Salud Mental

Attitudes towards safe consumption sites among police and people with lived experience in Tijuana, Mexico: initial report from the field


Jaime Arredondo-Sánchez Lira
Clara Fleiz-Bautista
Pieter Baker
Jorge A. Villatoro-Velázquez
Mario Domínguez-García
Leo Beletsky


Introduction. Mexico northern border has high levels of heroin use. For more than 10 years, the country has implemented several harm reduction interventions to reduce the risks associated with drug use. New strategies such as Safe Consumption Sites (SCS) must be considered as a next step to service vulnerable populations and increase their health outcomes.

Objective. This report seeks to measure and compare attitudes on a potential SCS intervention in Tijuana among police and people with lived experience (PLE) in heroin use in the city.

Method. Two parallel studies on police practices and everyday experiences of heroin users in Tijuana were able to ask similar questions about attitudes toward SCS and its implementation in the city. They conducted quantitative interviews with 771 active police officers and 200 PLE while in rehabilitation services.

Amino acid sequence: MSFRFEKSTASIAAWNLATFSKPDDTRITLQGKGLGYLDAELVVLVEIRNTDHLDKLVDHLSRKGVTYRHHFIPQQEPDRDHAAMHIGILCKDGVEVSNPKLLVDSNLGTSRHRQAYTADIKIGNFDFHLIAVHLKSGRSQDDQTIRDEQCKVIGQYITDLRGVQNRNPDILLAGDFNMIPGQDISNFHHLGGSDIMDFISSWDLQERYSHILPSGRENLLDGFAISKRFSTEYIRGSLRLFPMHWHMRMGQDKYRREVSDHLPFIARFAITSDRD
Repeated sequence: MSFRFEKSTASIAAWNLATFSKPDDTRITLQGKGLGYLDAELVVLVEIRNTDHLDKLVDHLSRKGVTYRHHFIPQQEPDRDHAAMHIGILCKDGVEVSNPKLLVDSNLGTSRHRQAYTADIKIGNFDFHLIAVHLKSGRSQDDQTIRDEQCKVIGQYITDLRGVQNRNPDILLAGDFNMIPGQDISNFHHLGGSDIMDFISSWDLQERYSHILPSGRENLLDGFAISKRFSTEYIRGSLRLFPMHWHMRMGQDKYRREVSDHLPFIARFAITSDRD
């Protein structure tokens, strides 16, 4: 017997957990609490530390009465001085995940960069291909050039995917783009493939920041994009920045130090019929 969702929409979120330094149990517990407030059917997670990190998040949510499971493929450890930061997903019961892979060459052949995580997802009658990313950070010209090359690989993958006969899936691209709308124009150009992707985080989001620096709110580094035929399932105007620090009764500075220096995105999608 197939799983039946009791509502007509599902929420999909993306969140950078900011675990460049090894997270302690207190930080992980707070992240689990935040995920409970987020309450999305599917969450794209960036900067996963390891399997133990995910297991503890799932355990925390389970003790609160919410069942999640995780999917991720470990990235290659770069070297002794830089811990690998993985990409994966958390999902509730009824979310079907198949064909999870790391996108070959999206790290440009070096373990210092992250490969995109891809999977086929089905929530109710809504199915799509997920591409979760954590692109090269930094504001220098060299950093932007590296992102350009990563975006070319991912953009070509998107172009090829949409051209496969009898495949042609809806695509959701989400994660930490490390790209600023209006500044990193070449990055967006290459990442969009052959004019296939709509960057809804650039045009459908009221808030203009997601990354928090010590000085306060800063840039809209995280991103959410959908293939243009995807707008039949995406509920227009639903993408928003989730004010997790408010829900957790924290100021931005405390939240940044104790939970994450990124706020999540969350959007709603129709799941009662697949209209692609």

Results. Both groups showed a high personal support for SCS of nearly 82% and a perceived implementation success around 80%. Officers reported 58.9% peer support for SCS while PLE 79%. Around 76% of both groups agreed that a SCS would help to improve their personal health. Finally, 86.2% of the officers would refer people to a SCS while 62.5% of PLE would use the service.

Discussion and conclusions. The strong positive attitudes from police officers and PLE towards SCS in the city of Tijuana reported in both studies indicate the possibility of a successful implementation of a SCS. This intervention would represent an innovative way to protect PLE from police harassment and victimization, helping reduce HIV and HCV risk behaviors while improving community health.
Harm reduction, safe consumption site, drug policy, heroin, Mexico


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